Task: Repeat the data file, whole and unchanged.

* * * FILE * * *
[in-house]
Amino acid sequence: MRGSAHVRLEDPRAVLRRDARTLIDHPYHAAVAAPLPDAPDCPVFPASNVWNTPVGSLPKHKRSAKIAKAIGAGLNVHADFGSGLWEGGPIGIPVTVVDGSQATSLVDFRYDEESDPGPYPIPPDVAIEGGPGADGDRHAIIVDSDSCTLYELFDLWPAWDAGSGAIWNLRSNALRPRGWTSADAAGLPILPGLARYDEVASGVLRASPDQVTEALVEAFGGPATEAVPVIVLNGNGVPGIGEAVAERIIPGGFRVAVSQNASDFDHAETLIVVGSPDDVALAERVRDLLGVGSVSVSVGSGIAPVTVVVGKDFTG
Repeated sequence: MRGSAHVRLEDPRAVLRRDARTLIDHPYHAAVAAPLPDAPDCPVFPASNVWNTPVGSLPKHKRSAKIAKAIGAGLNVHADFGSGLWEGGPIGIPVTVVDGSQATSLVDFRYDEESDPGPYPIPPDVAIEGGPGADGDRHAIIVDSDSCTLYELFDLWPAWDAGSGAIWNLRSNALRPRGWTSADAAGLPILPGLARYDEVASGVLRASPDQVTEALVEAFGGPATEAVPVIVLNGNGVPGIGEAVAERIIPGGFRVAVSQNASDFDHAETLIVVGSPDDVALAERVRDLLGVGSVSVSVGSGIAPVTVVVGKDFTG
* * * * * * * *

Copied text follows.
[in-house]
Amino acid sequence: MRGSAHVRLEDPRAVLRRDARTLIDHPYHAAVAAPLPDAPDCPVFPASNVWNTPVGSLPKHKRSAKIAKAIGAGLNVHADFGSGLWEGGPIGIPVTVVDGSQATSLVDFRYDEESDPGPYPIPPDVAIEGGPGADGDRHAIIVDSDSCTLYELFDLWPAWDAGSGAIWNLRSNALRPRGWTSADAAGLPILPGLARYDEVASGVLRASPDQVTEALVEAFGGPATEAVPVIVLNGNGVPGIGEAVAERIIPGGFRVAVSQNASDFDHAETLIVVGSPDDVALAERVRDLLGVGSVSVSVGSGIAPVTVVVGKDFTG
Repeated sequence: MRGSAHVRLEDPRAVLRRDARTLIDHPYHAAVAAPLPDAPDCPVFPASNVWNTPVGSLPKHKRSAKIAKAIGAGLNVHADFGSGLWEGGPIGIPVTVVDGSQATSLVDFRYDEESDPGPYPIPPDVAIEGGPGADGDRHAIIVDSDSCTLYELFDLWPAWDAGSGAIWNLRSNALRPRGWTSADAAGLPILPGLARYDEVASGVLRASPDQVTEALVEAFGGPATEAVPVIVLNGNGVPGIGEAVAERIIPGGFRVAVSQNASDFDHAETLIVVGSPDDVALAERVRDLLGVGSVSVSVGSGIAPVTVVVGKDFTG